Will ‘Britain’s oldest pub’ live to fight another day?

It survived the Norman conquest, the Black Death, a visit from arch puritan Oliver Cromwell, the introduction of licensing in 1828 and a ban on cock fighting in 1835. But Ye Olde Fighting Cocks, reputedly a fixture of St Albans since the year 793 and a claimant to the title of Britain’s oldest pub, was widely reported this week to have succumbed to the Covid pandemic.

Landlord Christo Tofalli made the announcement on Facebook, saying the pub had gone into administration after an “unprecedented” two years for the hospitality industry.

He said: “Along with my team, I’ve tried everything to keep the pub going. It goes without saying I am heartbroken: this pub has been so much more than just a business to me, and I feel honoured to have played even a small part in its history. I am even more heartbroken for my incredible team and the wider Fighting Cocks family.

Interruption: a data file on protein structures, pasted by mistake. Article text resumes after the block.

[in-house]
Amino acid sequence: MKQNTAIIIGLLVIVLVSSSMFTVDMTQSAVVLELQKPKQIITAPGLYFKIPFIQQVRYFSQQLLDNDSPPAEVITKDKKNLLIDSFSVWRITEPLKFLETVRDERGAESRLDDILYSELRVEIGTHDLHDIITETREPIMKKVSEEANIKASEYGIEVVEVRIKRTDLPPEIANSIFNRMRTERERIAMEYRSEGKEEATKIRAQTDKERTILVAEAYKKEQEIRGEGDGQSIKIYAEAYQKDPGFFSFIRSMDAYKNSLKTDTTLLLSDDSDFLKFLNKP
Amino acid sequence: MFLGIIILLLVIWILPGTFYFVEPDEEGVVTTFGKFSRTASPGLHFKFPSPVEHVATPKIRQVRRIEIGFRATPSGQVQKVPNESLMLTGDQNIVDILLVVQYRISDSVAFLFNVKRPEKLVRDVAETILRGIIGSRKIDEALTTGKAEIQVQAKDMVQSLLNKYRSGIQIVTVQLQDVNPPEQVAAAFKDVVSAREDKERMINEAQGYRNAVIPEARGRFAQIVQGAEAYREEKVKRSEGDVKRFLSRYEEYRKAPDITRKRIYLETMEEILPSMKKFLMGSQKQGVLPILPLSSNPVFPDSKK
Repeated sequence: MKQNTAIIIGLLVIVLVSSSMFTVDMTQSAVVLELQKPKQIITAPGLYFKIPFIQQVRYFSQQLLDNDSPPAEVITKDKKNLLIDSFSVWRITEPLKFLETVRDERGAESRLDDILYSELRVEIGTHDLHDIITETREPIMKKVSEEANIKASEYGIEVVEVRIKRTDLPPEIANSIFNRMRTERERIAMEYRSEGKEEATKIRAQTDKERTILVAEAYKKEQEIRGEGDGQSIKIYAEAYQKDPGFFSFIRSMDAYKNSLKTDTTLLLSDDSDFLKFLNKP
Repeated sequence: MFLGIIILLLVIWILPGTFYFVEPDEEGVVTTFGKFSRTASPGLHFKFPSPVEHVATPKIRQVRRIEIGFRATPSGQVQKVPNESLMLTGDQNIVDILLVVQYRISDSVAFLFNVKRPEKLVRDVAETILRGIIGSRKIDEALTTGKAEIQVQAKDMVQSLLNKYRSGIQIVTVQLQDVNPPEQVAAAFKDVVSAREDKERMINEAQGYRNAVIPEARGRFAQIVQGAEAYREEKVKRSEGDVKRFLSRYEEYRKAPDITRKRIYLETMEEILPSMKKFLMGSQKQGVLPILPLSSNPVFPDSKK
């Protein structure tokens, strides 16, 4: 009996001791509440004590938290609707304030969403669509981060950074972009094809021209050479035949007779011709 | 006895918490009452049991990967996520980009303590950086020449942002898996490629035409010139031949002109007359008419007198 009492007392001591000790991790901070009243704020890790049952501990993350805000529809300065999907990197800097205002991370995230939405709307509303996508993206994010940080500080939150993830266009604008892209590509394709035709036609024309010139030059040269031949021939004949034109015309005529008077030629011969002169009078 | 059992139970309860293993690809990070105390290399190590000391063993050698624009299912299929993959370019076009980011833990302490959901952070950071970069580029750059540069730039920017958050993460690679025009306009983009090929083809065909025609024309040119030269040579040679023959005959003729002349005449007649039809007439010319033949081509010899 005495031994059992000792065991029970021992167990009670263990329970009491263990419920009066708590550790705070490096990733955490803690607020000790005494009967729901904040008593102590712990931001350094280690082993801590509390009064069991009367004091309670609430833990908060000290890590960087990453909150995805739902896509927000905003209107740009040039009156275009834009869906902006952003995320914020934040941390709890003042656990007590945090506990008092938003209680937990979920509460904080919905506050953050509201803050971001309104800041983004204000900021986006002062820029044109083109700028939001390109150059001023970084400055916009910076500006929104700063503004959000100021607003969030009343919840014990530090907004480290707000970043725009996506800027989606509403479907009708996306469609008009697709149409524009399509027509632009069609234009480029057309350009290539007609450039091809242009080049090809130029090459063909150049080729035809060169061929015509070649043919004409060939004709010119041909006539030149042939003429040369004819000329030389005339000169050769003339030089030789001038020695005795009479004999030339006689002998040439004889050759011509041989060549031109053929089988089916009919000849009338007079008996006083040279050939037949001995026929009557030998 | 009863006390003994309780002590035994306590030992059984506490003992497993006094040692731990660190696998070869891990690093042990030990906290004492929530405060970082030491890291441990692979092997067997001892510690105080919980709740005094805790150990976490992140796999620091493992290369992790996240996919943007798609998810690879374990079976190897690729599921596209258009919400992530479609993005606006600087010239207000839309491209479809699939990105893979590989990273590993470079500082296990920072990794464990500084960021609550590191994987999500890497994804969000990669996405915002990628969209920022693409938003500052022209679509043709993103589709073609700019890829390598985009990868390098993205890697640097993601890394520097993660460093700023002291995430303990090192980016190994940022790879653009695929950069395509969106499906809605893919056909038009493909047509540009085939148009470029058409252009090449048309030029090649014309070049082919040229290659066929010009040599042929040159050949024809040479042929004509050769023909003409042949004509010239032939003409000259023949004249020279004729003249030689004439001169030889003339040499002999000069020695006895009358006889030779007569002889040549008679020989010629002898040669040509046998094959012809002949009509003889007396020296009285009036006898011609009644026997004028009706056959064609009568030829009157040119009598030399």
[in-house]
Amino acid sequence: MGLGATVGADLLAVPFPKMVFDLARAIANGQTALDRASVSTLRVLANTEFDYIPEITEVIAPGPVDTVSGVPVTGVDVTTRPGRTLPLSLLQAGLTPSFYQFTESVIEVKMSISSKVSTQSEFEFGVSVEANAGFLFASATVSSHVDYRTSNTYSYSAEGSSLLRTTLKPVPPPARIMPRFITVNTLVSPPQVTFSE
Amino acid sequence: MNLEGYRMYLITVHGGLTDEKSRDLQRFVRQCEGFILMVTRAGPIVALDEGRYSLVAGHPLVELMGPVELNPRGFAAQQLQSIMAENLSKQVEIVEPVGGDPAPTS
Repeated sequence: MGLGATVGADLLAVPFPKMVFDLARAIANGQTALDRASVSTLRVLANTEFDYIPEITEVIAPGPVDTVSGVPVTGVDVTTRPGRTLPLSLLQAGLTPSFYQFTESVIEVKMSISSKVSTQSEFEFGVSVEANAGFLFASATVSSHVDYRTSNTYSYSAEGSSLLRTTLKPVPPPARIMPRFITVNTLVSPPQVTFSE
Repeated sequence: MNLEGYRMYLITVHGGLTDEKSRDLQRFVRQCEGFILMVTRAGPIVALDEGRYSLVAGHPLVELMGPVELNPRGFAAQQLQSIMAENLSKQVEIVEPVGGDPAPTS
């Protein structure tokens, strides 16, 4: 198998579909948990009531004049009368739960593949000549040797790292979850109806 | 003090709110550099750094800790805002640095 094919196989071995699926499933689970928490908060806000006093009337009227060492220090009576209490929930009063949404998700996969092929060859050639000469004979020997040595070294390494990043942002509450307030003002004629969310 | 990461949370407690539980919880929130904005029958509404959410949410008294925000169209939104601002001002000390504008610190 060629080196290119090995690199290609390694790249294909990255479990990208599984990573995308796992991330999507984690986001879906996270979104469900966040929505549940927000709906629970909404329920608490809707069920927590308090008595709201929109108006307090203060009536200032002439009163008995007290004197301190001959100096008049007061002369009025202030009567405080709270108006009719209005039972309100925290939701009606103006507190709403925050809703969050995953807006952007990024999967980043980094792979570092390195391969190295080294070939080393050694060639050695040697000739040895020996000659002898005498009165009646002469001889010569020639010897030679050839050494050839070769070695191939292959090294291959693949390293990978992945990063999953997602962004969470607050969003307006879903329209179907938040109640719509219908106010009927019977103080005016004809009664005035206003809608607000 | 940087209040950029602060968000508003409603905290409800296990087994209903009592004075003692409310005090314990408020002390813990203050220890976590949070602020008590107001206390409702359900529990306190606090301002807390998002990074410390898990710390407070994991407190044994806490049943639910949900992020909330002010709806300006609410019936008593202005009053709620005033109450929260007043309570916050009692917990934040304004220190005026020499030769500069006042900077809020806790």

The statement – and the wide coverage it received – sparked a wave of interest and offers of help, while Mitchells and Butlers, the freeholder, raised hopes that the Fighting Cocks would reopen under new management: “We can reassure locals that this is not the end for the pub.”

While it is impossible to prove the pub’s year of opening, its current premises can be dated to the 11th century, when it was built to house pigeons. Its round shape made it ideal for hosting the cock fights it was named after.

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